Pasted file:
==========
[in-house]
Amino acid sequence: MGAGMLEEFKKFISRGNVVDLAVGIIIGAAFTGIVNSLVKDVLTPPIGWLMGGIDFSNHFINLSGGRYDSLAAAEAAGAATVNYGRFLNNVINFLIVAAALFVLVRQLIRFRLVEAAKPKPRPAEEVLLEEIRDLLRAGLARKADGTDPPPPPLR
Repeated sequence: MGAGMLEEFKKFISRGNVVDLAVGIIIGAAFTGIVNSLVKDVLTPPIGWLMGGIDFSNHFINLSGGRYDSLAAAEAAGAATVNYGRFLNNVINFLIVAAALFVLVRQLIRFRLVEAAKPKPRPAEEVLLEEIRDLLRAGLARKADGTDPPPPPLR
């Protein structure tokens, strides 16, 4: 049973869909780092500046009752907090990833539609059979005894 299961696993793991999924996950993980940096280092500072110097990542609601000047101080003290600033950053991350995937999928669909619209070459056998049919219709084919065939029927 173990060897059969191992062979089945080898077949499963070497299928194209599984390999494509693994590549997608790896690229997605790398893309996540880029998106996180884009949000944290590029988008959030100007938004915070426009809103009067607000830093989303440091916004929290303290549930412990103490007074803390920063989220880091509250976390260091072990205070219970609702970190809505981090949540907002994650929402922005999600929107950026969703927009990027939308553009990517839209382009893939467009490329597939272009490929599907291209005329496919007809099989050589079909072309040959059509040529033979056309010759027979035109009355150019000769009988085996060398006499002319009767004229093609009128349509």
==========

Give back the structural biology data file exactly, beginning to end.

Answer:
[in-house]
Amino acid sequence: MGAGMLEEFKKFISRGNVVDLAVGIIIGAAFTGIVNSLVKDVLTPPIGWLMGGIDFSNHFINLSGGRYDSLAAAEAAGAATVNYGRFLNNVINFLIVAAALFVLVRQLIRFRLVEAAKPKPRPAEEVLLEEIRDLLRAGLARKADGTDPPPPPLR
Repeated sequence: MGAGMLEEFKKFISRGNVVDLAVGIIIGAAFTGIVNSLVKDVLTPPIGWLMGGIDFSNHFINLSGGRYDSLAAAEAAGAATVNYGRFLNNVINFLIVAAALFVLVRQLIRFRLVEAAKPKPRPAEEVLLEEIRDLLRAGLARKADGTDPPPPPLR
């Protein structure tokens, strides 16, 4: 049973869909780092500046009752907090990833539609059979005894 299961696993793991999924996950993980940096280092500072110097990542609601000047101080003290600033950053991350995937999928669909619209070459056998049919219709084919065939029927 173990060897059969191992062979089945080898077949499963070497299928194209599984390999494509693994590549997608790896690229997605790398893309996540880029998106996180884009949000944290590029988008959030100007938004915070426009809103009067607000830093989303440091916004929290303290549930412990103490007074803390920063989220880091509250976390260091072990205070219970609702970190809505981090949540907002994650929402922005999600929107950026969703927009990027939308553009990517839209382009893939467009490329597939272009490929599907291209005329496919007809099989050589079909072309040959059509040529033979056309010759027979035109009355150019000769009988085996060398006499002319009767004229093609009128349509």